Lost Wages:  People who are injured at work and are not able to return to their old job, but who can do other work for a lower salary are entitled to compensation for some of the lost income.  Those who are self-employed, however, often become entangled in arguments about what business deductions are “legitimate” and which ones should really be counted as “earnings.”  Grey & Grey had a sweeping victory on this issue which may result in an insurance company appeal to the Courts.

Occupational Illnesses:  A nurse with hepatitis C was stuck by a needle in 1979.  she had been represented by another law firm for many years without results until Grey & Grey took over the case.  She received a check for $250,000 for 12 years of benefits at the maximum rate.  In another case, we won a decision finding that chronic neck and back injuries were an occupational illness for an operating engineer whose work exposed him to constant vibration and movement of heavy equipment.  We also established cellulitis (a skin infection) as an occupational disease for a transit worker who was required to wear a certain type of boots.

Volunteer Firefighters:  In claims under the Volunteer Firefighter Benefit Law, careful legal work can make a tremendous difference in benefits.  We obtained an award in excess of $100,000 in retroactive benefits plus continuing payments of $887 per week for the widow of a volunteer firefighter who died in the line of duty.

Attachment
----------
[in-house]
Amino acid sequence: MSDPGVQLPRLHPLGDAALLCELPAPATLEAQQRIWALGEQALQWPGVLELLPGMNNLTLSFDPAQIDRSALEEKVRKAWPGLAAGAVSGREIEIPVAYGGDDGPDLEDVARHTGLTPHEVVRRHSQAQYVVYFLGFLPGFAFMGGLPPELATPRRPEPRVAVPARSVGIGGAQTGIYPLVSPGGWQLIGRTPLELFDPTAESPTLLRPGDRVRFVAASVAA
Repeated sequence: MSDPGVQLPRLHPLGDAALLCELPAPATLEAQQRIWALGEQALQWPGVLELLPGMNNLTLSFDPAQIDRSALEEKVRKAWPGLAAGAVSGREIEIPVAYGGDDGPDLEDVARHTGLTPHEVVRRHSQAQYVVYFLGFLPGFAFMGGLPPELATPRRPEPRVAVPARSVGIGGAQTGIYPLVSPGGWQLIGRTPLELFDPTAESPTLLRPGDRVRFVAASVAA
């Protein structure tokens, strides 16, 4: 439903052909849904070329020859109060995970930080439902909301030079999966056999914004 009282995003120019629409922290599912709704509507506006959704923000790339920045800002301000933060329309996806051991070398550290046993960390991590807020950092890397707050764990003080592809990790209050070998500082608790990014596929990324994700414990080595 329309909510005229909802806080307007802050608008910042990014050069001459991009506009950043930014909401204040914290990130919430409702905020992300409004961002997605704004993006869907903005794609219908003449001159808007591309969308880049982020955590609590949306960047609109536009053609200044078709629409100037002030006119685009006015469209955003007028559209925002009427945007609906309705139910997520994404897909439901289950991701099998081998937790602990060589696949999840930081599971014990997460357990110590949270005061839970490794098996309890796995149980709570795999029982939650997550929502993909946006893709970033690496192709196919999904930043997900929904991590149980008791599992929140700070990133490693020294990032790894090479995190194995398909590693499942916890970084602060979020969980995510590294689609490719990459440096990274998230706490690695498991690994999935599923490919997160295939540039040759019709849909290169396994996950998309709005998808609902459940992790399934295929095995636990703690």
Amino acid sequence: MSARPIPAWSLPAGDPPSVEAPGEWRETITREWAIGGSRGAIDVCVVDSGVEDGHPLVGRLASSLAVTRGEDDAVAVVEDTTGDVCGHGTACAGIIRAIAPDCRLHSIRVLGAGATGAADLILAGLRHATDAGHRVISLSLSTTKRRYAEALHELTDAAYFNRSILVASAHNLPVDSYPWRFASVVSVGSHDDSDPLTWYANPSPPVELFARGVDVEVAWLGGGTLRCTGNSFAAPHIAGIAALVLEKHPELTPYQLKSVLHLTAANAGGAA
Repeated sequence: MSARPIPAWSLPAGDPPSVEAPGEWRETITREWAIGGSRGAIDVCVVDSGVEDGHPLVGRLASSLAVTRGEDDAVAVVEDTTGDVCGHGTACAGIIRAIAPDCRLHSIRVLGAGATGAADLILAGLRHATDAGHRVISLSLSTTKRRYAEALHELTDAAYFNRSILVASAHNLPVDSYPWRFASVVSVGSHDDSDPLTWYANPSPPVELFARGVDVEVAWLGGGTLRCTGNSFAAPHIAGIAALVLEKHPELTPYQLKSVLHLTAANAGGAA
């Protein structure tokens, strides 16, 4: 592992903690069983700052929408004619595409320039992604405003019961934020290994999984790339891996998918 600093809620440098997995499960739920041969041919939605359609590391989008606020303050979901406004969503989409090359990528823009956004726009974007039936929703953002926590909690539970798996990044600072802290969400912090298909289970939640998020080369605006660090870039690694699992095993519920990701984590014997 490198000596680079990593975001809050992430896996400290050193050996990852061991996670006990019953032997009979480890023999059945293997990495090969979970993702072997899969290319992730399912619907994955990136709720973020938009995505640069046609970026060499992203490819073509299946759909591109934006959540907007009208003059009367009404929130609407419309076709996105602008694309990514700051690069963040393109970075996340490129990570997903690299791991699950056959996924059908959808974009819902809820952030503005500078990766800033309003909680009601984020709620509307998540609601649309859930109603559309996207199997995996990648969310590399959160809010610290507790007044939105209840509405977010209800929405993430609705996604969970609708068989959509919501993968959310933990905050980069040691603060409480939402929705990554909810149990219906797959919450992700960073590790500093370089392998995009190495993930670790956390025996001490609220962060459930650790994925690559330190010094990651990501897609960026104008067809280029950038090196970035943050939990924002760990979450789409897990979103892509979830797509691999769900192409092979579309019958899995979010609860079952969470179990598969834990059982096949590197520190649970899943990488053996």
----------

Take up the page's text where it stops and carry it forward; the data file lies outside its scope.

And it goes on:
Apportionment:  We continue to battle the insurance companies on the issue of “apportionment.”  This issue usually comes up where the worker has a previous injury or medical condition, causing the insurance company to argue that it should not have to pay full benefits.  Obviously we disagree, and fortunately for our clients we usually win the argument.
In one recent case, our client had a minor injury when she was a teenager.  Thirty years later, after an injury on the job, she needed to have a total knee replacement.  Based on its doctor’s report, the insurance company took the position that only half of her permanent injury was work-related and that the other half was due to the childhood injury.  Although a Workers’ Compensation Law Judge agreed with the insurance company, on appeal the decision was reversed and over $30,000 in additional benefits was awarded to our client.    In another case, our client had considered having knee replacement surgery before her work-related accident, but had decided to put if off for as long as possible.  After she was injured at work, her symptoms increased to the point where she could no longer avoid having the surgery.  Because surgery had been considered before the work-related accident, the workers’ compensation insurance company took the position that it should not be responsible to pay for the procedure.  The judge found in favor of our client, and his decision was upheld by the Board when the insurance company appealed.